The few people who have researched hospital prices online within the past six months were slightly more likely to erroneously believe that hospitals aren't required to post price information online.
Only 9% of adults are aware that hospitals are required to disclose prices on their websites, and most aren't researching healthcare prices anyhow, finds a new KFF Health Tracking Poll. That's true even among chronically ill patients, who would benefit most from researching costs.
Perhaps more startling? Even the few people who have researched hospital prices online within the past six months were no more likely to know about the price transparency requirements than people who haven't conducted online price research. In fact, they were slightly more likely to erroneously believe that hospitals aren't required to post price information online.
Between hospitals' spotty and "selective" compliance and how hard it is to make "apples-to-apples" price comparisons across hospitals, these poll results are the latest indication that CMS's hospital price transparency rule isn't working the way it was intended too.
Continue Reading: Analysis: CMS Price Transparency Rule Not Working as Intended
According to the poll, 69% of adults are unsure whether hospitals are required to disclose the prices of treatments and procedures. Another 22% believe that hospitals are not required to disclose this information.
Only 9% are aware hospitals are required to disclose the prices of treatments and procedures on their websites.
When asked whether they or a family member had researched online price information before a hospital treatment, 85% said they had not, which is consistent with findings from prior years.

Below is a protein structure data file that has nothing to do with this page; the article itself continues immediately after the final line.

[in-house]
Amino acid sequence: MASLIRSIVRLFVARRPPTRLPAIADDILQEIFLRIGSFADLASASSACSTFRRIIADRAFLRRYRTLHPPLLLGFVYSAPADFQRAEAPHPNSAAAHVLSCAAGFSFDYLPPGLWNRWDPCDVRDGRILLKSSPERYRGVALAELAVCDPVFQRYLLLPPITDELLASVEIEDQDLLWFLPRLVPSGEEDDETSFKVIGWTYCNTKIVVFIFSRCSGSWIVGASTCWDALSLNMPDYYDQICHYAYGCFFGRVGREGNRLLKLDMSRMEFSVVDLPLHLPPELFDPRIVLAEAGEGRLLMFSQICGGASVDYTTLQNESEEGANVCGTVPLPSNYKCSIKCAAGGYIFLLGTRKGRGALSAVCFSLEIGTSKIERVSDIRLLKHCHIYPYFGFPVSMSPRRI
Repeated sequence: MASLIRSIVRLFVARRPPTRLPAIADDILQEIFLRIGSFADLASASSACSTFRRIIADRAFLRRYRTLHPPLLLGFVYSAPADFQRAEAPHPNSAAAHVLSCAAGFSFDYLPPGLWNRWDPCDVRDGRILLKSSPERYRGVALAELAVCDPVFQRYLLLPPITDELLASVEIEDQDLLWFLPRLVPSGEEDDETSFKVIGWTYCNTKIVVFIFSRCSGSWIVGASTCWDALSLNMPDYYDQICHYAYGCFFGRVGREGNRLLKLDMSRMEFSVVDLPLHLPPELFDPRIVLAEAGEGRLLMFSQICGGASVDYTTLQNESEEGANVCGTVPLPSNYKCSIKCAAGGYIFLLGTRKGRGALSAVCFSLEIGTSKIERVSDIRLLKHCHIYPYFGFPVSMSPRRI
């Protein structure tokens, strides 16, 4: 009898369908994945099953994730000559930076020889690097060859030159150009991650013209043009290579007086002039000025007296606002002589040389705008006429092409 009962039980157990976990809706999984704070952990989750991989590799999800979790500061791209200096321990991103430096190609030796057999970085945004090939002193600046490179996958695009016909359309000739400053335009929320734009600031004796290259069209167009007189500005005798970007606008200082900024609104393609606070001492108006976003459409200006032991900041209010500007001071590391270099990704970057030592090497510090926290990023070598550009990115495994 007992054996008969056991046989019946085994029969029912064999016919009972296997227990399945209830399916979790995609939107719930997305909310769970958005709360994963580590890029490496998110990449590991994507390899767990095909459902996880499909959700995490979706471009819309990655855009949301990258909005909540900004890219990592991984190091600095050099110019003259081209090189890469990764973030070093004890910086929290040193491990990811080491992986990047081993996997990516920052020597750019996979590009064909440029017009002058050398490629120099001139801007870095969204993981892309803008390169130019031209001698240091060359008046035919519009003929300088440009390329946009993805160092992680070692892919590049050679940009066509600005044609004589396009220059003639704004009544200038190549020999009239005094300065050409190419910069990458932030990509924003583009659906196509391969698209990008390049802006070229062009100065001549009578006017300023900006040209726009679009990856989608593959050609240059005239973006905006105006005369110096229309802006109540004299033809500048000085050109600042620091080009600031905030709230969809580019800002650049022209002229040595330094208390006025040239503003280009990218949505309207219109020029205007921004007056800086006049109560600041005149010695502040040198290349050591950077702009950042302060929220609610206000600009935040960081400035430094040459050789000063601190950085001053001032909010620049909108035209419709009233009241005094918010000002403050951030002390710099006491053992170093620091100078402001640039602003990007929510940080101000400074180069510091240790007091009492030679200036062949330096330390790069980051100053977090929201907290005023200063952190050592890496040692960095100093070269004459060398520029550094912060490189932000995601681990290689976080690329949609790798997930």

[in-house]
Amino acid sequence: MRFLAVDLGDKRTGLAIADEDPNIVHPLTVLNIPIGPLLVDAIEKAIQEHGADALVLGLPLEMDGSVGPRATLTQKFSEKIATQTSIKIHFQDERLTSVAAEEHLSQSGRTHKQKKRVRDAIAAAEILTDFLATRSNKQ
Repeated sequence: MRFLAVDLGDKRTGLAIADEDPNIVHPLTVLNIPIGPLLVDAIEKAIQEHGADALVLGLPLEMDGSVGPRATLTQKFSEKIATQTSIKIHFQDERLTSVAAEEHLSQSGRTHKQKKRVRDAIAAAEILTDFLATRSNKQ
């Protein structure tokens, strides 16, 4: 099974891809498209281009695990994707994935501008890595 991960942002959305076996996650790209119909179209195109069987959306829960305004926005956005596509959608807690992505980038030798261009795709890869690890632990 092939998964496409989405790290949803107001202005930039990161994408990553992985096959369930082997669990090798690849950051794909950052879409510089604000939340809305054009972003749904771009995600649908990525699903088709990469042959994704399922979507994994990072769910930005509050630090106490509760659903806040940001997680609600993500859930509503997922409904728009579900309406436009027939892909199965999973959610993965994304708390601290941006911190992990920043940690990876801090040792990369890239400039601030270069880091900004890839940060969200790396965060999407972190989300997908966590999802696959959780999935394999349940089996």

The poll found that 14% of adults reported that they or a family member went online in the past six months to research the price of a treatment at a hospital.
That percentage was higher among younger adults between 18-29 years old (23%) and those between 30-49 years old (16%) than older adults ages 50-64 (10%) and 65 and older (9%).
Adults with higher household incomes (19% with incomes between $40,000-$89,999 and 17% with incomes $90,000 and higher), were also slightly more likely to have searched price information online, compared to adults with household incomes below $40,000 (11%).
Searching for prices didn't boost awareness of the requirements, either.
In fact, 33% of adults who did search for hospital prices were more likely to incorrectly say there's no requirement, compared to 20% of adults who didn't search for prices online and believe there's no requirement.
Continue Reading: Study Finds 'Selective Compliance' with Price Transparency Rule
That finding makes sense, given other research showing widespread noncompliance and hospitals trying to hide their price information online.
Alexandra Wilson Pecci is an editor for HealthLeaders.